LOS ANGELES Hollywood's biggest stars streamed onto the world's most famous red carpet on Sunday ahead of an Academy Awards ceremony marked by suspense over the likely best picture winner and how host Chris Rock will address the #OscarsSoWhite controversy that has dominated awards season.
Sweden's Alicia Vikander, a best supporting actress nominee for "The Danish Girl," best actress contender Saoirse Ronan, "Star Wars" newcomer Daisy Ridley, Whoopi Goldberg, and nine-year-old "Room" star Jacob Tremblay were among the early arrivals for the movie industry's biggest night.
All eyes this year will be on Rock, the outspoken black comedian who is expected in his opening monologue to take aim at a Hollywood diversity crisis that produced an all-white acting nominee line-up for the second year running.
"I think Chris Rock will address it head on, which is exactly what the show and the Academy needs," said Variety awards editor Tim Gray.
A few blocks away from the glamour of Hollywood's Dolby Theatre, about 40 people gathered to make the case for more diversity in a rally organized by civil rights leader Al Sharpton. He also called for Americans to "tune-out" the live telecast, the most watched non-sports TV event of the year.
Director Spike Lee and actor Will Smith have shunned the Academy Award ceremony, although a wider Oscar boycott largely failed to gather steam with Hollywood A-listers.
Lee, who received an honorary Oscar in November, instead attended a New York Knicks basketball game on Sunday and sported a black tuxedo.
"The big thing is it's almost 100 percent white men who decide what gets made and what doesn't get made," Lee said. "That's where the problem is at."
The under-representation of people of color in the film and TV industry has muted the congratulatory tone and prompted pledges to bring more women and minorities into the industry and the Academy.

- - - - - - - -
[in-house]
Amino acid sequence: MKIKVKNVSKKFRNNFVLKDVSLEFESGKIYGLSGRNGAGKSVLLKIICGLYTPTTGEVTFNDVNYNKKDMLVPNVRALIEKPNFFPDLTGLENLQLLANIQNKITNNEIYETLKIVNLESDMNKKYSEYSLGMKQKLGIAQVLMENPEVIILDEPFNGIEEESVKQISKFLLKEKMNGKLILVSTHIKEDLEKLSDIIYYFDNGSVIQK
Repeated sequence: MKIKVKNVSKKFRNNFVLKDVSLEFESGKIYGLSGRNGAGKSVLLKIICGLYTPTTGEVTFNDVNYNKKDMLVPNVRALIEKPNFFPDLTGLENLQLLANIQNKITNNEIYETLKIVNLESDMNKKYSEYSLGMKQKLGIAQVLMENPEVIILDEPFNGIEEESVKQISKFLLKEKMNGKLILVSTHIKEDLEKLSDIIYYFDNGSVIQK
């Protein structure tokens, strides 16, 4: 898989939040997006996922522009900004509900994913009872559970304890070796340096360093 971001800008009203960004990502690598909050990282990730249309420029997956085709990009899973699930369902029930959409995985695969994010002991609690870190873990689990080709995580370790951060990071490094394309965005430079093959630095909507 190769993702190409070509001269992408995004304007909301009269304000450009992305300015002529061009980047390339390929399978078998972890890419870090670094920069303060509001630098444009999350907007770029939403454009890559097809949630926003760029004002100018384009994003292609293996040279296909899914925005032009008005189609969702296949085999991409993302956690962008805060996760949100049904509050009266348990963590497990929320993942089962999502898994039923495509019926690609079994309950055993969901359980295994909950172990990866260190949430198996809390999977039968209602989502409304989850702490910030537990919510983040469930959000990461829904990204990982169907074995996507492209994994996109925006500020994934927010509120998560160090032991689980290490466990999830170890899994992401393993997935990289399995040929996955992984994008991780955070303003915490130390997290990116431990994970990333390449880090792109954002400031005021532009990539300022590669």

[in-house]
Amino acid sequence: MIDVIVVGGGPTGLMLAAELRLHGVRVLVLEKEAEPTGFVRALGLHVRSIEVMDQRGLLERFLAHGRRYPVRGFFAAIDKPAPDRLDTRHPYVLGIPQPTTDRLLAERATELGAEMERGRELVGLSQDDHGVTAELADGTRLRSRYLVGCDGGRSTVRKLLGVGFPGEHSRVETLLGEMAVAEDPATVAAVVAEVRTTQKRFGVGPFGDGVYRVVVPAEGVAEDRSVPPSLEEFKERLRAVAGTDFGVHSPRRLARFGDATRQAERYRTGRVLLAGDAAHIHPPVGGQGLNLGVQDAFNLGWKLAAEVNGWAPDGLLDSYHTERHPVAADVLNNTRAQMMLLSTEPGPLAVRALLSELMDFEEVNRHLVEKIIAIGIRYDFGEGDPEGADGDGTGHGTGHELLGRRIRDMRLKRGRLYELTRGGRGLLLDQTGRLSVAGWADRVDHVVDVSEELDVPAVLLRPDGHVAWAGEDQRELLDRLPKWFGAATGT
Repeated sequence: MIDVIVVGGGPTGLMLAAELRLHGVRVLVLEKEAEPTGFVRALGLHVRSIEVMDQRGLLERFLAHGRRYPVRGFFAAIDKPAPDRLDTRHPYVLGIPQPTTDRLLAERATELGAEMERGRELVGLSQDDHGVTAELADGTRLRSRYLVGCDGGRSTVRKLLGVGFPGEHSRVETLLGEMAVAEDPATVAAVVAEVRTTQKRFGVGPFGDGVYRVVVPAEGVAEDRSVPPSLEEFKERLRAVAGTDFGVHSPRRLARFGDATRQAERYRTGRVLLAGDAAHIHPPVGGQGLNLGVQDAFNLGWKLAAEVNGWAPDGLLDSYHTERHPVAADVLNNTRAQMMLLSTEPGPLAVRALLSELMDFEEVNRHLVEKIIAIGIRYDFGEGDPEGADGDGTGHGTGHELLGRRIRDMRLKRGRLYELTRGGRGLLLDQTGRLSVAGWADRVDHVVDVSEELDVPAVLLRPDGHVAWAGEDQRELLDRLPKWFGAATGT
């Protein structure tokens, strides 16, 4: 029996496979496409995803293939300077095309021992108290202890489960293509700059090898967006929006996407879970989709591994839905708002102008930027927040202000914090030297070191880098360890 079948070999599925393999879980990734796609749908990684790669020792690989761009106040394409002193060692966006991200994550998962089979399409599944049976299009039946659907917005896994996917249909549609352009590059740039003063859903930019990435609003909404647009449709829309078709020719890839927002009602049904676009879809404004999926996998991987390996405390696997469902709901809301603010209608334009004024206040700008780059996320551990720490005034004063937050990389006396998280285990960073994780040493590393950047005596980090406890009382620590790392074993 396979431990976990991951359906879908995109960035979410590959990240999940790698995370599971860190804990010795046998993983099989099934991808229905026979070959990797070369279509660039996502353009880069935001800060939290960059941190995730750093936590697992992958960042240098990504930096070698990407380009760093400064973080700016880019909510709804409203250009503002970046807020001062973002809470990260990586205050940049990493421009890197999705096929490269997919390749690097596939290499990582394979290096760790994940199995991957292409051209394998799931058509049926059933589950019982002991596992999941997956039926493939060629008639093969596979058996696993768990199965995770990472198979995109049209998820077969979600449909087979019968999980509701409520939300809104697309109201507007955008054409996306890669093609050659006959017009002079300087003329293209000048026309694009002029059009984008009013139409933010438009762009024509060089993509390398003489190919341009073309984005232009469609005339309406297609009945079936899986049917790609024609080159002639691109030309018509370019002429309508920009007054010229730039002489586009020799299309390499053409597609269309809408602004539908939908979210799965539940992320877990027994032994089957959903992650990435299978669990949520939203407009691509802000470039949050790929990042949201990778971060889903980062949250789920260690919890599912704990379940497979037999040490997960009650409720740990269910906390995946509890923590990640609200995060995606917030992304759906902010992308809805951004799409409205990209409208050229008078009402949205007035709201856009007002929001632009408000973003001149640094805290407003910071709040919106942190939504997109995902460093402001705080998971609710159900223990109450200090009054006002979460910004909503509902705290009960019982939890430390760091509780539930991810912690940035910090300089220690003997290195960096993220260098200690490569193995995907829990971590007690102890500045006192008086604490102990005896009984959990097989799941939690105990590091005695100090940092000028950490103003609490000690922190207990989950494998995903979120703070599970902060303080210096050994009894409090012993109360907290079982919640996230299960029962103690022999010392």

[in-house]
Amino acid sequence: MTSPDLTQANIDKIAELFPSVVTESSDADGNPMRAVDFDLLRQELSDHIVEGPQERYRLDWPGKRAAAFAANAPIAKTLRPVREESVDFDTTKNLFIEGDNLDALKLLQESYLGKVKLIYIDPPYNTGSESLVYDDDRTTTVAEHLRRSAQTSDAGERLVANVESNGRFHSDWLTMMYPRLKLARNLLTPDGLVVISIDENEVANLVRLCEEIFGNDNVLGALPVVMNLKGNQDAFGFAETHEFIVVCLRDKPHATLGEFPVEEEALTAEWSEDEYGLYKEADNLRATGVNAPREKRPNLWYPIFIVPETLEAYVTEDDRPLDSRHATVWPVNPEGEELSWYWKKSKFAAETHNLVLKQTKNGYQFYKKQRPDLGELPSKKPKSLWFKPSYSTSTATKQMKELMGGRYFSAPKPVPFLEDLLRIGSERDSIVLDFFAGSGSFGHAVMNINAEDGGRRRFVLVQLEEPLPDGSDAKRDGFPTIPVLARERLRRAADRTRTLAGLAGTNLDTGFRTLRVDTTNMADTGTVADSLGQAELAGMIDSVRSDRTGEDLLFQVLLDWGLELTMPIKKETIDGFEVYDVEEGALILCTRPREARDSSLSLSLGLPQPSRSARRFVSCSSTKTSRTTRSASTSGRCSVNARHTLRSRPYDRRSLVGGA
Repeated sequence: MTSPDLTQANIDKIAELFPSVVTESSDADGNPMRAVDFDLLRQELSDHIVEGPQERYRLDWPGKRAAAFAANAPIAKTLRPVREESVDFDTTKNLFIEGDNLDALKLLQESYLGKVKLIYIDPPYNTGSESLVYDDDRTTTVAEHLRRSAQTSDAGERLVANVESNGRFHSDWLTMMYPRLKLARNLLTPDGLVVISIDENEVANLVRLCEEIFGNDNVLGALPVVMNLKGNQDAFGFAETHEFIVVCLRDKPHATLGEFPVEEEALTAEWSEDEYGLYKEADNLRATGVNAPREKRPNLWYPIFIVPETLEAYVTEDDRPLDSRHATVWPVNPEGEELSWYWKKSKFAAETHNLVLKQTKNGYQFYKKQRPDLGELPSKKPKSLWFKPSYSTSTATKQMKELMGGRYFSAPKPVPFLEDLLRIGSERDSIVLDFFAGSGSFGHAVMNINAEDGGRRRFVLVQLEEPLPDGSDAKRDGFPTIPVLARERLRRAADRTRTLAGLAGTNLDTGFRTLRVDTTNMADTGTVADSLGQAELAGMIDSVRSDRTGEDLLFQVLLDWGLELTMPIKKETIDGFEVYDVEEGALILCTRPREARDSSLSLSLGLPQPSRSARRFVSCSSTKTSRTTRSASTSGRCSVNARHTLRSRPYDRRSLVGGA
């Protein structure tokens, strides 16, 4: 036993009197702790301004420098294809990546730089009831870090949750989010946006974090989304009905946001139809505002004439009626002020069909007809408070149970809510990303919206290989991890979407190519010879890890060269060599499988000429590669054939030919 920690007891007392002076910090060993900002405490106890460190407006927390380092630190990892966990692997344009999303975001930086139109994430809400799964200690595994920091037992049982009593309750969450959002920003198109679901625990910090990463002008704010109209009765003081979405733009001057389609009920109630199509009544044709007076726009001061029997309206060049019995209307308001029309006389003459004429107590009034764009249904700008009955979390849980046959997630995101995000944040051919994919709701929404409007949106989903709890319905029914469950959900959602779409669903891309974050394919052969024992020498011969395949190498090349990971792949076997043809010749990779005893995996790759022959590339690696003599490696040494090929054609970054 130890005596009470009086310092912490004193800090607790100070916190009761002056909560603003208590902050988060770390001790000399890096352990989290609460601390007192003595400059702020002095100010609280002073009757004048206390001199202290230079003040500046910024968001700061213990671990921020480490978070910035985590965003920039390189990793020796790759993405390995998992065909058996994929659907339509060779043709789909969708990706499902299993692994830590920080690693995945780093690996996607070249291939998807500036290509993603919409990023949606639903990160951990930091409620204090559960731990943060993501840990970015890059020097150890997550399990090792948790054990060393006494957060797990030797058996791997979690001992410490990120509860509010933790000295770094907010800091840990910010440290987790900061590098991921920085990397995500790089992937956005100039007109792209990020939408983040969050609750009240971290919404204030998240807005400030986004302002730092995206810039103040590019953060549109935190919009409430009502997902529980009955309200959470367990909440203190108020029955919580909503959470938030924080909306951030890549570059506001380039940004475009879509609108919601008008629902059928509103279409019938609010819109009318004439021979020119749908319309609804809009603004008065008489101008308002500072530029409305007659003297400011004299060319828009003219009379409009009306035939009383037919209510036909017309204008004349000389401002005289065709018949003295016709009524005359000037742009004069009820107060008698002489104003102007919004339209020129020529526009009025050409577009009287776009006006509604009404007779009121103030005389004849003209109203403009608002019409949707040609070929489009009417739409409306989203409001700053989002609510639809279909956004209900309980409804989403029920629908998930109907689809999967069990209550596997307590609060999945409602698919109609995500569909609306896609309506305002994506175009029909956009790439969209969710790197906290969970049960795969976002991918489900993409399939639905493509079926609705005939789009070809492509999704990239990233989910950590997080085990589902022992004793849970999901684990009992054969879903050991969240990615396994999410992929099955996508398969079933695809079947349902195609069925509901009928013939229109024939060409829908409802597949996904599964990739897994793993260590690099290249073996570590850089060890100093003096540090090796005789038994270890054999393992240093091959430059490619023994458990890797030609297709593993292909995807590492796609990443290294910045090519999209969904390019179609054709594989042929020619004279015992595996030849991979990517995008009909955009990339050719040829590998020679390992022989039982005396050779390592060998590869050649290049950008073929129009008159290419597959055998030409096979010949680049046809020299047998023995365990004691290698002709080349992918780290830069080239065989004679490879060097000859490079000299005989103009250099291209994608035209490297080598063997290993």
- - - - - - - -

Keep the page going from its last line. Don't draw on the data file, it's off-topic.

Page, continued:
"It's all of our responsibility to make sure that diversity does happen," Academy president Cheryl Boone Isaacs told ABC TV on the red carpet. "We are going to continue to take action and not just speak."
BEST PICTURE TOSS-UP
Going into Sunday's ceremony, there was no consensus on which of the eight best picture nominees will take home the top prize.
"All the tea leaves are pointing in a different direction. It could be 'The Revenant', 'Spotlight,' 'The Big Short' or even 'Mad Max: Fury Road'," said Tom O'Neil, founder of awards website Goldderby.com.
With a leading 12 nominations, a Golden Globe and a BAFTA, 20th Century Fox's "The Revenant" with its ambitious tale shot in sub-zero temperatures has the epic qualities that traditionally appeal to the 6,200 voters of the Academy of Motion Picture Arts and Sciences.
If "The Revenant," directed by Mexican Alejandro Inarritu, wins best picture, it would mark the first time in Academy Awards history that a filmmaker directed two best picture winners in a row. Inarritu's "Birdman" won the 2015 best picture Oscar.
Open Road Films' "Spotlight", which traces the journalism probe of sex abuse in the Boston Catholic Church, is also in the mix, along with Paramount's Wall Street misdeeds comedy "The Big Short," pundits say.
Warner Bros well-reviewed "Mad Max: Fury Road" has 10 nominations and could turn out to be a rare action-adventure best picture winner.
Among the sure bets, popular Leonardo DiCaprio is seen as certain to win his first ever Oscar for his role as an 1820s fur trapper bent on revenge in "The Revenant."
Rising star Brie Larson, 26, is the heavy favorite to take home the best actress Oscar for her compelling depiction of an abducted young woman in indie movie "Room."
And 40 years after the first "Rocky" movie, Sylvester Stallone, 69, appears to have the sentimental edge over "Bridge of Spies" actor Mark Rylance in the supporting actor race thanks to Stallone's role as a boxing trainer in "Creed."
Oscar producers are hoping for fewer "thank yous" from the winners this year. In a bid to speed up the 3-1/2 hour ceremony and encourage more interesting acceptance speeches, a scrolling list will run on screens of the agents, managers, director and friends that each winner wishes to acknowledge.
(Additional reporting by Daina Beth Solomon in Los Angeles and Larry Fine in New York City; Editing by Mary Milliken and Cynthia Osterman)
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